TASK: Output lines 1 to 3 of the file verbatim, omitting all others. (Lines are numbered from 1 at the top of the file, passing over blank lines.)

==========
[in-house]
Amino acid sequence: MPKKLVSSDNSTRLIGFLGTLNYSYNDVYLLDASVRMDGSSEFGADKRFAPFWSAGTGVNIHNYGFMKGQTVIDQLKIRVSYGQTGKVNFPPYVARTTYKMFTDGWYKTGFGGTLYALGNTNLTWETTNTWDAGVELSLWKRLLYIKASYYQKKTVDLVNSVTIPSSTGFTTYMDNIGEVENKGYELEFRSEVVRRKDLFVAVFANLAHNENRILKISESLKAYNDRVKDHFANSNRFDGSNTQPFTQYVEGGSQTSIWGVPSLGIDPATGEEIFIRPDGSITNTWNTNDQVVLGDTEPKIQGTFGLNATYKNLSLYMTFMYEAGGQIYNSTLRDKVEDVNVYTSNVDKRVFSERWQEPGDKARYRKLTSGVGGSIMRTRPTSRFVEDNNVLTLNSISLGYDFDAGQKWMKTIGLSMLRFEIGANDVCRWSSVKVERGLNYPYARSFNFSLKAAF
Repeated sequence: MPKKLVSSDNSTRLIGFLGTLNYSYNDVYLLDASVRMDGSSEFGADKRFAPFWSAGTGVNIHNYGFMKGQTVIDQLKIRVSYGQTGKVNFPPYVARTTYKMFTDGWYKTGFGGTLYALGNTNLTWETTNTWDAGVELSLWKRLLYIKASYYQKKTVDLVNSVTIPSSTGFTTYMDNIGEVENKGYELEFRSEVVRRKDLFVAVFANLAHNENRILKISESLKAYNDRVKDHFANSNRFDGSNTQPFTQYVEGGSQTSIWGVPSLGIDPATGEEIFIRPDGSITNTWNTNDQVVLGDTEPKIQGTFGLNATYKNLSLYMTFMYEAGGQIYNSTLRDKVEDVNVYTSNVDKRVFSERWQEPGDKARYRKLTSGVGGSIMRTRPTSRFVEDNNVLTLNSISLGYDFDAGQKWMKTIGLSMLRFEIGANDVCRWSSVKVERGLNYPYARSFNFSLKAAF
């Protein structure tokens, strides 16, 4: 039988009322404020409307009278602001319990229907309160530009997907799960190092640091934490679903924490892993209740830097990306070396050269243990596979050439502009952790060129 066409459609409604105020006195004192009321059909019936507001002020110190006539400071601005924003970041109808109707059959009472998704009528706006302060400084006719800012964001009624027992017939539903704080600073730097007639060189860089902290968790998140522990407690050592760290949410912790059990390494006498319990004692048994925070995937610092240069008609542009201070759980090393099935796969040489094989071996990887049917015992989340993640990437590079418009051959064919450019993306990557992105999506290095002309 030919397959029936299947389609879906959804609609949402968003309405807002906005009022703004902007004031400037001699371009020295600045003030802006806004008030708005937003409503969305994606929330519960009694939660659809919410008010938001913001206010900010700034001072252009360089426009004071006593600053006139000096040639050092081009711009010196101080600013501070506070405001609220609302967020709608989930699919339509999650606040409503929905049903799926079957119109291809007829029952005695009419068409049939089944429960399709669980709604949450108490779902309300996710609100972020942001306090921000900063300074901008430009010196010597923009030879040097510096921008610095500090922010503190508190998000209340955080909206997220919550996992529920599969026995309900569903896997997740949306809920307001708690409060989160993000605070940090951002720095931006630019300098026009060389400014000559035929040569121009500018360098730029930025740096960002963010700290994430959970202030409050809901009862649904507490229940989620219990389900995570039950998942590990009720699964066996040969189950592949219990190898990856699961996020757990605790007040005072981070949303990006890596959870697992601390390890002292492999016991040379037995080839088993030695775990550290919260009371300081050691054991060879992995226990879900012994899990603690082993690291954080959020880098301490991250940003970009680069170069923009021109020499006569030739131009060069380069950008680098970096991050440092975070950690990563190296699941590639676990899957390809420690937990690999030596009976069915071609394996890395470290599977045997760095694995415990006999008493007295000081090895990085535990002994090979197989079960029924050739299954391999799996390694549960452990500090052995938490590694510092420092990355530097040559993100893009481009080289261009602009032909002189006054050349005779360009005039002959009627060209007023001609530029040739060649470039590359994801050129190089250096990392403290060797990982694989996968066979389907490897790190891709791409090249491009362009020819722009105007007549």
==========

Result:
[in-house]
Amino acid sequence: MPKKLVSSDNSTRLIGFLGTLNYSYNDVYLLDASVRMDGSSEFGADKRFAPFWSAGTGVNIHNYGFMKGQTVIDQLKIRVSYGQTGKVNFPPYVARTTYKMFTDGWYKTGFGGTLYALGNTNLTWETTNTWDAGVELSLWKRLLYIKASYYQKKTVDLVNSVTIPSSTGFTTYMDNIGEVENKGYELEFRSEVVRRKDLFVAVFANLAHNENRILKISESLKAYNDRVKDHFANSNRFDGSNTQPFTQYVEGGSQTSIWGVPSLGIDPATGEEIFIRPDGSITNTWNTNDQVVLGDTEPKIQGTFGLNATYKNLSLYMTFMYEAGGQIYNSTLRDKVEDVNVYTSNVDKRVFSERWQEPGDKARYRKLTSGVGGSIMRTRPTSRFVEDNNVLTLNSISLGYDFDAGQKWMKTIGLSMLRFEIGANDVCRWSSVKVERGLNYPYARSFNFSLKAAF
Repeated sequence: MPKKLVSSDNSTRLIGFLGTLNYSYNDVYLLDASVRMDGSSEFGADKRFAPFWSAGTGVNIHNYGFMKGQTVIDQLKIRVSYGQTGKVNFPPYVARTTYKMFTDGWYKTGFGGTLYALGNTNLTWETTNTWDAGVELSLWKRLLYIKASYYQKKTVDLVNSVTIPSSTGFTTYMDNIGEVENKGYELEFRSEVVRRKDLFVAVFANLAHNENRILKISESLKAYNDRVKDHFANSNRFDGSNTQPFTQYVEGGSQTSIWGVPSLGIDPATGEEIFIRPDGSITNTWNTNDQVVLGDTEPKIQGTFGLNATYKNLSLYMTFMYEAGGQIYNSTLRDKVEDVNVYTSNVDKRVFSERWQEPGDKARYRKLTSGVGGSIMRTRPTSRFVEDNNVLTLNSISLGYDFDAGQKWMKTIGLSMLRFEIGANDVCRWSSVKVERGLNYPYARSFNFSLKAAF